Kehrs Mill community raises money, hope for girl with rare disease
By DIANE E. SAMSON
The song “Make a Wave,” says to throw a pebble in the water and make a wave. Even a small pebble can start an ocean moving.
That’s exactly what happened six months ago when a Girl Scout troop from Kehrs Mill Elementary decided to start helping Tori Scott, a first-grader who has Neurofibromatosis 1 (NF1), a genetic disease that causes tumors to grow on nerve cells in the body.
Six months ago, one second-grade girl from Girl Scout Troop 1779 decided that instead of having a birthday party, she would have a lemonade stand and bake sale to benefit Tori. That was just the beginning.
“When people meet Tori, they are forever changed,” said Christine Meisner, whose Girl Scout troop began helping the family a few months ago with monthly projects including meals and other needs. “She is such a spark of energy and, honestly, a ball of love.”
Word has spread about the brave little girl who endured brain surgery in February and is now halfway through 15 months of chemotherapy.
“She is strong, brave and almost always happy,” said her mom, Michelle Grigaitis. “She doesn’t complain about her treatments or being sick. She smiles all the time.”
Last year, the ripple of kindness moved through Kehrs Mill.
“Tori is a vibrant little girl who has so much spirit and fight within her,” said Dr. Christina Garland, Kehrs Mill principal. “She has made such a big impact on our school community over the last year. She always has a smile on her face no matter what her circumstances are.”
Even though she is no longer a student at Kehrs Mill (she’s home schooled), the community continues to reach out to her.
“What is amazing,” Meisner said, “is the number of people who have taken it upon themselves personally, outside of school to help.” (Learn more at torigaga.com.)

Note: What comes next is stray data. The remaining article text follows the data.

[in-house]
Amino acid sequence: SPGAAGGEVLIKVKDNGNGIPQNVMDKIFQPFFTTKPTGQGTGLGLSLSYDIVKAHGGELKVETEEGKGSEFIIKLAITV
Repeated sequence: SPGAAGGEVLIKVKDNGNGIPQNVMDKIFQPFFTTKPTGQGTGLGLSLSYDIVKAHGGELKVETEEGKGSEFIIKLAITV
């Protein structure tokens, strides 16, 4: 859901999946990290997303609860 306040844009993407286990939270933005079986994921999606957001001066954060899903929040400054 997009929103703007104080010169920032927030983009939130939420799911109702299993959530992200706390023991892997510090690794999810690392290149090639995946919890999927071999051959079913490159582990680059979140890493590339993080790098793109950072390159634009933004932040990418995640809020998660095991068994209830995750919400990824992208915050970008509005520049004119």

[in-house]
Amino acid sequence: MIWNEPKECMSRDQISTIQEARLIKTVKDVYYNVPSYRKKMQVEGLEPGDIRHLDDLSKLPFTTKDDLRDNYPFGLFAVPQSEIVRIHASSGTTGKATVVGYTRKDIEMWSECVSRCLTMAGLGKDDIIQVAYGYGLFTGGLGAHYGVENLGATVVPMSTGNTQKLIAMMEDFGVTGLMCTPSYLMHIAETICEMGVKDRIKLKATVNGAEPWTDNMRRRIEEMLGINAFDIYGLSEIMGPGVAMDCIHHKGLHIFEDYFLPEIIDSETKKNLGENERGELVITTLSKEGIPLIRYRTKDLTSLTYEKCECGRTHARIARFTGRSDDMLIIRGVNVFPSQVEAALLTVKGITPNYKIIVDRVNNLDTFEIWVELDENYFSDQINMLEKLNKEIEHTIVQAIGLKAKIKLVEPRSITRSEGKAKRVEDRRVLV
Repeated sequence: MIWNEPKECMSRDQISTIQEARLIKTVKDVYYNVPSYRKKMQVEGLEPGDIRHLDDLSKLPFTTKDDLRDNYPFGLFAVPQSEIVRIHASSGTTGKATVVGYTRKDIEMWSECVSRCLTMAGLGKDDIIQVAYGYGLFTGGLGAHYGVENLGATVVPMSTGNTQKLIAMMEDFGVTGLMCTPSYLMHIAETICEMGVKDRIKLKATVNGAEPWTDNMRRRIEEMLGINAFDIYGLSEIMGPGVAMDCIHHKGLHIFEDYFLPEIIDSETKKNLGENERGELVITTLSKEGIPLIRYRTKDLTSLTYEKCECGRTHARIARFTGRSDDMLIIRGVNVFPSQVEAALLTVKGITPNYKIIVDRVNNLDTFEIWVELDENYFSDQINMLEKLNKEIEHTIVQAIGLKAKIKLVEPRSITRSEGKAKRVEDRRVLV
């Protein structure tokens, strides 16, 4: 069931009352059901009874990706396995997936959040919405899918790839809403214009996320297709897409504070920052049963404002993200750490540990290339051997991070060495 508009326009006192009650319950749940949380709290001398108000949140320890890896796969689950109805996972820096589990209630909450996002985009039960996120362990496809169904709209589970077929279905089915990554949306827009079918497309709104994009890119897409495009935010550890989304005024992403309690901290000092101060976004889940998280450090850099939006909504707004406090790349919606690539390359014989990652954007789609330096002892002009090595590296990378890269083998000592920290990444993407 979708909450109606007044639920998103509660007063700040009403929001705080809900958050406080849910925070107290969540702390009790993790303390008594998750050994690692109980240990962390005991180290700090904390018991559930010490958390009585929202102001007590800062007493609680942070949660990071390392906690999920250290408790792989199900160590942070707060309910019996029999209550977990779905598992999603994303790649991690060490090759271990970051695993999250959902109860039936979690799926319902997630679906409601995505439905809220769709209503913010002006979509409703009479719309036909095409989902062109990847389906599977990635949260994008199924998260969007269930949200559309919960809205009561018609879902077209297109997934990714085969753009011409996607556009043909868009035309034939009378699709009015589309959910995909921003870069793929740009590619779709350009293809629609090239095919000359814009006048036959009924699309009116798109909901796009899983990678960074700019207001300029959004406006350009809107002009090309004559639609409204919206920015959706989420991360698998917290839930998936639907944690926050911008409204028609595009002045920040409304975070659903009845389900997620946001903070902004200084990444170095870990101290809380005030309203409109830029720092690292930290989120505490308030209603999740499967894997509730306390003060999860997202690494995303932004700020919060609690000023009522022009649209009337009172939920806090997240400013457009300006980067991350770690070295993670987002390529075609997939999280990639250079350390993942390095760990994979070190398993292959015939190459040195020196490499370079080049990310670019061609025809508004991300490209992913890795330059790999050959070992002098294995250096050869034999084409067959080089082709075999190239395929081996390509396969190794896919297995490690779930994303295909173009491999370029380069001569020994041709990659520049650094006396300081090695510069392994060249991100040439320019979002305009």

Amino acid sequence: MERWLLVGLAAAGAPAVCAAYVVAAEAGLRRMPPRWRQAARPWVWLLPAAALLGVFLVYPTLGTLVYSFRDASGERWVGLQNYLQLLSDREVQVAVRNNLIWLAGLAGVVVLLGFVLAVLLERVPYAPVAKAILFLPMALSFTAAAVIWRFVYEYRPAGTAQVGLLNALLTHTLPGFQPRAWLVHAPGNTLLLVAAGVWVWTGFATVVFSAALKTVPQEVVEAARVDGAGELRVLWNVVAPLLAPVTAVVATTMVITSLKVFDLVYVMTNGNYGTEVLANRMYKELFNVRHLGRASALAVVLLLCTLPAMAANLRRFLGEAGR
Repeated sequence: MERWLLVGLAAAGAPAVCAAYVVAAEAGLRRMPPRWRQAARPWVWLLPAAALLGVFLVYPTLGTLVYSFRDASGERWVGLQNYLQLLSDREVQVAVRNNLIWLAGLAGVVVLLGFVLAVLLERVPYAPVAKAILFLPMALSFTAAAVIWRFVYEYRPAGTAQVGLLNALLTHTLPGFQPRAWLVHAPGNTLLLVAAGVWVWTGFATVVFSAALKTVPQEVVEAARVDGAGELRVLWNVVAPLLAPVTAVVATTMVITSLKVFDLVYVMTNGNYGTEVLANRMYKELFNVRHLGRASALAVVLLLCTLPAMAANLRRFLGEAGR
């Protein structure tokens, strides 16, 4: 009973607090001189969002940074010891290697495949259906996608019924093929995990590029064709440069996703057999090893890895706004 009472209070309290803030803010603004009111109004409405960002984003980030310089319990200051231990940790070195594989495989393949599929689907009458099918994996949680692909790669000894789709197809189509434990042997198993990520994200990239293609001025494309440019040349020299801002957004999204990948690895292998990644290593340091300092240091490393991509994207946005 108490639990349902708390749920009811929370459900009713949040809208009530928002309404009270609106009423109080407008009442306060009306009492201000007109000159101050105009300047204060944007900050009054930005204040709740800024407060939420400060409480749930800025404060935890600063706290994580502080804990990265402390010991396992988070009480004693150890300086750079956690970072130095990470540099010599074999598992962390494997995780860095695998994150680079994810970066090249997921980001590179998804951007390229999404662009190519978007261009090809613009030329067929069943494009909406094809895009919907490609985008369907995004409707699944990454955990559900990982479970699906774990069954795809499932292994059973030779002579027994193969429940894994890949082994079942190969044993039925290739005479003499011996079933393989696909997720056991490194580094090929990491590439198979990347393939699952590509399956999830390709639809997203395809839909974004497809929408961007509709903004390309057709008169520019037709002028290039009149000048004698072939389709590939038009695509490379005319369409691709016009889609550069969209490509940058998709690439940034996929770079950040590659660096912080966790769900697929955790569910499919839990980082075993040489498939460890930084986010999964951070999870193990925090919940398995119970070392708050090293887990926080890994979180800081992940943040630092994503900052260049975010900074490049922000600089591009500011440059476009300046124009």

This fall, the ripple grew into a bigger wave when Meisner sent out an email asking for help for the family by creating a care calendar that allows people to pick a day to provide a meal for the family. In the email, she included some details about Tori including the fact that she loves “Dancing with the Stars” and “by the way, if anyone knows a way to get them tickets, please call Michelle, Tori’s mother.”
One Kehrs Mill family acted on that email. Larry and Danielle Kutun bought Michelle, husband, Stephen, and Tori plane tickets, put them up in a hotel and got tickets for “Dancing with the Stars.”
Talk show host Ricki Lake, a contestant on the show, saw a video of Tori on Twitter that showed how much she enjoyed the show. When Lake discovered that Tori was in town, she interviewed her for the Nov. 26 broadcast. She also provided VIP privileges for the family to watch “Dancing with the Stars” and meet the stars from the show.
Additionally, Lake has vowed to help raise awareness for NF.
“That’s when you know you’re in a community that doesn’t just read something and hit the delete button,” said Meisner. “I never expected that to happen.”
Meisner said the wave sweeping through the community keeps getting bigger. In November, the girls in her troop (not as Girl Scouts but as Team Tori members) held a fundraiser at Orange Leaf Frozen Yogurt in Ellisville and raised $1,116 for Tori.
“The crowd was out the door,” Meisner said.
While all this work has brought the community together for one little girl, Meisner said that the girls in the Scout troop are learning lifelong lessons, including having compassion for others, how to treat people who look different than you, how to include others and understand the difference between needs and wants in their own lives.
“They are feeling rewarded,” she said. “When you do something for someone else, you’re the one who gets so much out of it.”